Anthony Diaz was fired by a series of brokerages amid persistent customer complaints and rules infractions. Yet he kept investing other people’s money until Wall Street’s self-regulator had seen enough and permanently barred him in 2015.
Some investors say they lost their life savings because of Diaz. “They gave him money they could not afford to lose, and they told him that,” federal prosecutor Phillip Caraballo said Monday in his opening statement to a jury.
He said customers cashed out their retirement funds to give to the smooth-talking financial planner, who “promised to put their money in safe, low risk investments promising guaranteed profits.” Instead, Caraballo said, the money went to extremely speculative “alternative investments” meant for sophisticated investors who knew what they were getting into and could afford to lose their capital.
“Anthony Diaz built his business on lies, he built it on deceit, he built it on cheating,” Caraballo said. The ex-broker’s lawyer, Darren Gelber, told jurors that Diaz was trying to help his clients diversify after the last financial crisis. He said the investments — in real estate trusts, oil and gas interests, an equipment-leasing business and other financial products — were legitimate.
The former customers who plan to testify against Diaz “got what they bargained for,” Gelber said, even though their investments might not have panned out. Diaz has pleaded not guilty to an 11-count indictment alleging wire and mail fraud. Each count carries a maximum 20-year prison sentence.
The trial comes amid a court battle over a new Trump administration rule that requires securities brokers to keep the interests of their customers ahead of their own. Democrats and consumer advocates have said the rule actually weakens investor protections, and seven states and the District of Columbia have sued the Securities and Exchange Commission to block it.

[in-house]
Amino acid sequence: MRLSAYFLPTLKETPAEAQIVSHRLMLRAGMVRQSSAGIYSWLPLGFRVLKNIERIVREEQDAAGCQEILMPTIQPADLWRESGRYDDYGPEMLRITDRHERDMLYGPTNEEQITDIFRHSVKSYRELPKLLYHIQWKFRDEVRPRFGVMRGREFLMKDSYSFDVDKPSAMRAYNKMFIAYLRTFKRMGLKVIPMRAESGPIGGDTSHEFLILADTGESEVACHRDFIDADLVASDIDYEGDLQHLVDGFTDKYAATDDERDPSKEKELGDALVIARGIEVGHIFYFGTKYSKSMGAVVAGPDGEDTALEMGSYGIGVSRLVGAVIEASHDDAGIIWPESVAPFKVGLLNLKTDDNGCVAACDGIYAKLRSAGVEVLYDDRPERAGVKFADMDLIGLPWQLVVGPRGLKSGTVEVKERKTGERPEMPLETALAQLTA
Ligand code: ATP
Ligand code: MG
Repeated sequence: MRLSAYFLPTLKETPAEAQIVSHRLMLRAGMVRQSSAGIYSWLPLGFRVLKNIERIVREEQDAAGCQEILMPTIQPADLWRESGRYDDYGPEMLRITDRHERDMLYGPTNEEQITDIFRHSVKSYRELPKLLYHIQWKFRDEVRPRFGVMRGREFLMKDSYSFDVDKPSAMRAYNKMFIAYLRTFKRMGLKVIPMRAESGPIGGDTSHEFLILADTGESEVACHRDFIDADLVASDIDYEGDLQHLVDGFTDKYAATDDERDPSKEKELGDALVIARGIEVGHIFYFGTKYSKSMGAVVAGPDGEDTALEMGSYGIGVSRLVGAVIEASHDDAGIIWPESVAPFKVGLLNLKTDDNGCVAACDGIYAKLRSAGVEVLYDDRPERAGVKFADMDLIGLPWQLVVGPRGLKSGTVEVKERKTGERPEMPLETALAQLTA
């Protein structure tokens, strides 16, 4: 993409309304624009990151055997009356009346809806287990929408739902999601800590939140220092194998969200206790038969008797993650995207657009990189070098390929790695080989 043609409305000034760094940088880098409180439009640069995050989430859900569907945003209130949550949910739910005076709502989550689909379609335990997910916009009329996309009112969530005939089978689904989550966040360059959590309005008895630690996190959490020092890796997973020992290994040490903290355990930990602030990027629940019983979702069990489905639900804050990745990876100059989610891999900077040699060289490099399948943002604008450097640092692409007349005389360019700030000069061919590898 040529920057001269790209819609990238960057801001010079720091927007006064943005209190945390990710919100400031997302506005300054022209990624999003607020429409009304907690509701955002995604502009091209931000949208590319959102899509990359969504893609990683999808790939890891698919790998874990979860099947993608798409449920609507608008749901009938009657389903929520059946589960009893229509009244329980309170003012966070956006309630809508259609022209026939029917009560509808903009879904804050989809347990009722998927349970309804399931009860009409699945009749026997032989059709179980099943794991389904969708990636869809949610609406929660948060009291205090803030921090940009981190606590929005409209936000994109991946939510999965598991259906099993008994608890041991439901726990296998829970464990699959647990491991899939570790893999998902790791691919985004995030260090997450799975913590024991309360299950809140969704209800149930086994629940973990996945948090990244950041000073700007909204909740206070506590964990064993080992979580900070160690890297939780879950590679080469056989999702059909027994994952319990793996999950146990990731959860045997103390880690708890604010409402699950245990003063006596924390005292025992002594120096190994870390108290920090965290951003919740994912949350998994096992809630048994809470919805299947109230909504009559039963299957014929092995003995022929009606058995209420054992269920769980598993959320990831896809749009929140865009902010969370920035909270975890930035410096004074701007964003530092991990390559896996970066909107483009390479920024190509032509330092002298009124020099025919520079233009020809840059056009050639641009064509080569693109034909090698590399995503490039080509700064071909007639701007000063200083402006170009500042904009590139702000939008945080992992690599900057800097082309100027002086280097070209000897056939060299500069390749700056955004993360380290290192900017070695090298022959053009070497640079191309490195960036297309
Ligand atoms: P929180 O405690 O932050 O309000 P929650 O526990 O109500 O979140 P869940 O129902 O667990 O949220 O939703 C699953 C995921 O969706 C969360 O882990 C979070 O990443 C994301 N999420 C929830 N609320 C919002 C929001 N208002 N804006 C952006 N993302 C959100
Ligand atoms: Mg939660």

Once regarded as one of the nation’s top brokers, Diaz earned millions of dollars over a 15-year career by pushing high-fee, high-risk “alternative investments.” Prosecutors said he had unsuspecting clients sign blank documents, then falsified their net worth, income, investment experience and risk tolerance to make it appear they met the suitability requirements of the products.
The stockbroker also lied to clients about having been fired, the indictment said, claiming he left each firm voluntarily. Two years ago, the Financial Industry Regulatory Authority ordered Diaz to pay some $4 million in damages to 19 former clients. He has not complied, an agency spokeswoman said last week.
Adam Gana, a veteran securities lawyer who represented some of Diaz’s former customers, said he looked for assets owned by Diaz that could be used to satisfy the damage award but came up empty, “which is unfortunate because he left a lot of damage in his wake.”
Diaz’s customers “were exclusively retirees or people close to retirement age when they met Diaz,” Gana said in an interview. “Widows, elderly, unsophisticated investors who were totally bilked by him.”
Diaz has skipped out on at least one other damage award. Bruce Kilby, a retired pharmaceutical company worker who invested about $350,000 with Diaz, won a $220,000 arbitration award against him a few years ago but said Monday he has yet to see any of it.
“Let him wind up in prison,” Kilby said in a phone interview. “And I hope they take his money. He shouldn't have it. He caused a lot of people great pain in their lives."